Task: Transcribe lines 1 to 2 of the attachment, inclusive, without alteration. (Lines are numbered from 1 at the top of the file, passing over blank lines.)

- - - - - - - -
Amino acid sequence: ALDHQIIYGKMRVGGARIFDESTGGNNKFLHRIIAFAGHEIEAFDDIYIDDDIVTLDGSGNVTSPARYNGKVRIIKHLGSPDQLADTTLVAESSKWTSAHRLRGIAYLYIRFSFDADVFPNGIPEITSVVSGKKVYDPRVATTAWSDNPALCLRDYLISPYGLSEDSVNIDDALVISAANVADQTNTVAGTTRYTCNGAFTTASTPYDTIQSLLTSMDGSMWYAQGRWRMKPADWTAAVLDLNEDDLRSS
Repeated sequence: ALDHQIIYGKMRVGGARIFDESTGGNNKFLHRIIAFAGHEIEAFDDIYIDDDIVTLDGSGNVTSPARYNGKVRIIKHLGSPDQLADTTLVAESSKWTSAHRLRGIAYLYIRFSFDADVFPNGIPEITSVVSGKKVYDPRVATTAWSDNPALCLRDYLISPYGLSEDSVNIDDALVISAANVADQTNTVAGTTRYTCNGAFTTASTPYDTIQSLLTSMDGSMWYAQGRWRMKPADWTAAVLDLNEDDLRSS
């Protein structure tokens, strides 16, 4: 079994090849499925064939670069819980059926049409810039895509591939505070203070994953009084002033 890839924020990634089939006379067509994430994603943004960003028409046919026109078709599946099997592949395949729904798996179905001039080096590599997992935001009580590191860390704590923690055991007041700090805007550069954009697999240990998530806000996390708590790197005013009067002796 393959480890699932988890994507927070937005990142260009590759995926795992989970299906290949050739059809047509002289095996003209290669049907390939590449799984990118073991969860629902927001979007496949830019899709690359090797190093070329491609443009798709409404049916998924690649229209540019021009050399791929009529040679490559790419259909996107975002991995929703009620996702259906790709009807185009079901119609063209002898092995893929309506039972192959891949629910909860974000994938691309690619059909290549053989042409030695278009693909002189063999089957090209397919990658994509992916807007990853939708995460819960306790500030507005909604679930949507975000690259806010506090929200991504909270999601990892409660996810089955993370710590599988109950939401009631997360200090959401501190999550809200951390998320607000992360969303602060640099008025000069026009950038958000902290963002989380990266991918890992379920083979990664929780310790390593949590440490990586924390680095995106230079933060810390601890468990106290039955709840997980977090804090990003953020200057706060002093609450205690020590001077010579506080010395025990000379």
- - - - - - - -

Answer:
Amino acid sequence: ALDHQIIYGKMRVGGARIFDESTGGNNKFLHRIIAFAGHEIEAFDDIYIDDDIVTLDGSGNVTSPARYNGKVRIIKHLGSPDQLADTTLVAESSKWTSAHRLRGIAYLYIRFSFDADVFPNGIPEITSVVSGKKVYDPRVATTAWSDNPALCLRDYLISPYGLSEDSVNIDDALVISAANVADQTNTVAGTTRYTCNGAFTTASTPYDTIQSLLTSMDGSMWYAQGRWRMKPADWTAAVLDLNEDDLRSS
Repeated sequence: ALDHQIIYGKMRVGGARIFDESTGGNNKFLHRIIAFAGHEIEAFDDIYIDDDIVTLDGSGNVTSPARYNGKVRIIKHLGSPDQLADTTLVAESSKWTSAHRLRGIAYLYIRFSFDADVFPNGIPEITSVVSGKKVYDPRVATTAWSDNPALCLRDYLISPYGLSEDSVNIDDALVISAANVADQTNTVAGTTRYTCNGAFTTASTPYDTIQSLLTSMDGSMWYAQGRWRMKPADWTAAVLDLNEDDLRSS